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Inpatient Remote Monitoring Can Save Hospitals Billions

By HospiMedica International staff writers
Posted on 06 Sep 2016
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Image: The EarlySense system sensor pad (Photo courtesy of EarlySense).
Image: The EarlySense system sensor pad (Photo courtesy of EarlySense).
Contact-free continuous monitoring (CFCM) of patients in their hospital beds could save the healthcare sector billions of dollars. These are the latest findings of Frost & Sullivan (Frost; London, United Kingdom), an international market research firm.

The Frost report is based on studies by researchers at Brigham and Women's Hospital (BWH; Boston, AM, USA), Chaim Sheba Medical Center (Tel Hashomer, Israel), and other institutions that evaluated cost savings attributable to the implementation of CFCM in a 33-bed medical-surgical unit, and to determine the return on investment associated with its implementation. Each bed was equipped with a monitoring unit, with data collected and compared nine month before and nine months after implementation.

The researchers constructed two models - a base case model, in which they estimated the total cost savings of intervention effects, and a conservative model in which they only included the direct variable cost component for the final length of stay and the treatment of pressure ulcers. The results showed that in the 5-year return on investment model, the monitoring system saved between a conservative USD 3,268,000 and USD 9,089,000, given an 80% prospective reimbursement rate.

The average net benefit of implementing the system ranged from USD 224 per patient (conservative model) to USD 710 per patient per year. A multi-way sensitivity analysis was performed using the most and least favorable conditions for all variables, which showed a return on investment that ranged from 127.1% to 601.7% for the least favorable conditions, and 627.5% to 1,739.7% for the most favorable conditions. By extending the savings to all 750,000 relevant beds in the U.S. Hospital System, Frost estimates that the American Healthcare system could save approximately USD 15 billion annually.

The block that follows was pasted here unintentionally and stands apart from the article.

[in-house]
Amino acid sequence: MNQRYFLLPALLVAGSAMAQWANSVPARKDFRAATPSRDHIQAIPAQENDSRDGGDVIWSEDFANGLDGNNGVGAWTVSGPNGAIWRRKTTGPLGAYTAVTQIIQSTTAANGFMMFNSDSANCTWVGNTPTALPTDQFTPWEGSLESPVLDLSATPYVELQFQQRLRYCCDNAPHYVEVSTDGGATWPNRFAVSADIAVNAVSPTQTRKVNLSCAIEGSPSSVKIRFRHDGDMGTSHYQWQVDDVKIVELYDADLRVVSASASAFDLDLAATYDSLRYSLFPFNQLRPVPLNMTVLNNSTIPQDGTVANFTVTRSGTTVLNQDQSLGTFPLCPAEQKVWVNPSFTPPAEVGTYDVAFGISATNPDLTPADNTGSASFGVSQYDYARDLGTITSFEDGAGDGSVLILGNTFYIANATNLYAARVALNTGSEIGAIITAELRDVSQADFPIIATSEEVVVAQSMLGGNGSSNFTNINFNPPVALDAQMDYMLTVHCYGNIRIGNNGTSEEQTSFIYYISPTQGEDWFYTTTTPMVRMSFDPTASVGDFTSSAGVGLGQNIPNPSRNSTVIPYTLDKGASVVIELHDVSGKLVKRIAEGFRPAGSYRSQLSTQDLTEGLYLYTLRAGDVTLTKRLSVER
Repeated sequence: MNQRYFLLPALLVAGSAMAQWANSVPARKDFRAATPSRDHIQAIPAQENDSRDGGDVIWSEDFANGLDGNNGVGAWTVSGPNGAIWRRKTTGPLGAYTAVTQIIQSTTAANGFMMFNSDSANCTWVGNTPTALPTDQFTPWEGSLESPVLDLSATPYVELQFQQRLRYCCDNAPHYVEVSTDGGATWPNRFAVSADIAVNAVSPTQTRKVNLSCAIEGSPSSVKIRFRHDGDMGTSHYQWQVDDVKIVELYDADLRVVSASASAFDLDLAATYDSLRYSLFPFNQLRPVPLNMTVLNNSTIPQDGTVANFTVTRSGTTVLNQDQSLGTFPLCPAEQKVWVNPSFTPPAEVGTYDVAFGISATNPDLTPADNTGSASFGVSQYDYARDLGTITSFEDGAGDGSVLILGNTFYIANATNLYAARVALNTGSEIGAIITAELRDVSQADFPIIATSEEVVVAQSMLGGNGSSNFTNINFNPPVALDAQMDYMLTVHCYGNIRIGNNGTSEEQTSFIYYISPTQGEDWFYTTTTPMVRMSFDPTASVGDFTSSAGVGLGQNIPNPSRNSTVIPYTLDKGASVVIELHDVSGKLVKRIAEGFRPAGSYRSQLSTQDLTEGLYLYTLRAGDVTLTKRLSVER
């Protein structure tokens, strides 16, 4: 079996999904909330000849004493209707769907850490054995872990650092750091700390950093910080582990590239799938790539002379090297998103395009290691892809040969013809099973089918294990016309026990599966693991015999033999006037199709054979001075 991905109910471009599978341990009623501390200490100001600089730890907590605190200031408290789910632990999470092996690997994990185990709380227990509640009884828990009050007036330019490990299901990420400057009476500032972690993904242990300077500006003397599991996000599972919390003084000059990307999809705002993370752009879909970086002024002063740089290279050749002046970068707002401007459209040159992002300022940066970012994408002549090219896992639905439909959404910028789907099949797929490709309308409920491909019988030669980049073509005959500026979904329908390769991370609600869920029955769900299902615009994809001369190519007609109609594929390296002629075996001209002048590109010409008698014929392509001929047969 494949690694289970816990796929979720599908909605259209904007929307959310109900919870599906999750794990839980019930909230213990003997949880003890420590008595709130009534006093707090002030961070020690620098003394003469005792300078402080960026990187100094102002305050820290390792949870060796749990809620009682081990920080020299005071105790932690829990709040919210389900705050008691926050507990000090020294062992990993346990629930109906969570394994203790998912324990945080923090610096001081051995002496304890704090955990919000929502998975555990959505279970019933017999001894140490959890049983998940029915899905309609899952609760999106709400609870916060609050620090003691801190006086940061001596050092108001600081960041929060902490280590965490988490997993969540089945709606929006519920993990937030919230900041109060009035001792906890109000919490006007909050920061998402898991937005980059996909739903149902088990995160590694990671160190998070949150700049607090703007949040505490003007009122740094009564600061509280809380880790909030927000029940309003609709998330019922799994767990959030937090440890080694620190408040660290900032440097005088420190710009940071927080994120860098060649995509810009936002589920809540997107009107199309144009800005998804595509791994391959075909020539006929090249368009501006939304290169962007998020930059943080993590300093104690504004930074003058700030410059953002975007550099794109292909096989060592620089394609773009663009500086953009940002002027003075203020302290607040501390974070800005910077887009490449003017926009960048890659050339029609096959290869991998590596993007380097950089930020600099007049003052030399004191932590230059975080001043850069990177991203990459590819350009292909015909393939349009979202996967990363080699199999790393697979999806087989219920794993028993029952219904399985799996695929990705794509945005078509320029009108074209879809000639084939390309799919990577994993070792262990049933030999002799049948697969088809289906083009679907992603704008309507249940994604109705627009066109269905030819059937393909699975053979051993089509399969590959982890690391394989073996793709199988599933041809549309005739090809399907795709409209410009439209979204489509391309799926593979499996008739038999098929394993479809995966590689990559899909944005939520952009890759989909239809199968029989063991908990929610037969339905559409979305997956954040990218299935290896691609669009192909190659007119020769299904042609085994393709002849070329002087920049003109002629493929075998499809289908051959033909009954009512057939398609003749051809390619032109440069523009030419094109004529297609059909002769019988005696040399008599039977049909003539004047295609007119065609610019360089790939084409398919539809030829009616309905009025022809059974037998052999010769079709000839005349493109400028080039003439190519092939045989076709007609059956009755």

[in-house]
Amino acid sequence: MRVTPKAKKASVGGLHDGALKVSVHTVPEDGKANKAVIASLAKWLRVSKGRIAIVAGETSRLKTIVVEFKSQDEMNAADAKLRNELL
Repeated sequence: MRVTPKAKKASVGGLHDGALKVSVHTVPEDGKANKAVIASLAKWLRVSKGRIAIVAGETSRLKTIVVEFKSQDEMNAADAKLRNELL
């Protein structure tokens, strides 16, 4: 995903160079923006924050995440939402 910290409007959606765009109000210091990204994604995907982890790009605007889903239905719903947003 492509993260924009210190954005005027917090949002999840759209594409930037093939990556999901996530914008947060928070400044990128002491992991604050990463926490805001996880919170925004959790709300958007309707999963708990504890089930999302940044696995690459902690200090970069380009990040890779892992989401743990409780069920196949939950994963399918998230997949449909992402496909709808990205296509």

“The healthcare industry is constantly working to improve efficiency. These studies show that continuous monitoring presents a unique opportunity to create both top and bottom line benefits, while simultaneously improving quality of care,” said Charlie Whelan, transformational health North America consulting director at Frost & Sullivan. “The economic potential of adopting CFCM is a game-changer, in terms of changing patient outcomes, shortening hospital stays, and improving economics.”

The CFCM technology studied was the EarlySense (Waltham, MA, USA) contact-free motion, heart rate, and respiratory rate monitoring system, which has been shown to assist in the earlier detection of patient deterioration, reduction of patient length of stay, minimizing intensive care unit (ICU) utilization, reduction of falls and pressure ulcers, and avoidance of cardiac and respiratory arrests.

“The powerful peer-reviewed data, as well as practical experience gained by clinicians using our technology on hundreds of thousands of patients, is why CFCM solutions are rapidly becoming standard of care in many institutions,” said Avner Halperin, CEO of EarlySense. “We are excited to continue to offer the most advanced CFCM solutions to our customers in the U.S. and abroad, and to expand our reach to new facilities to help achieve positive patient outcomes and improved economics for the healthcare system.”

Related Links:
Frost & Sullivan
Brigham and Women's Hospital
Chaim Sheba Medical Center
EarlySense

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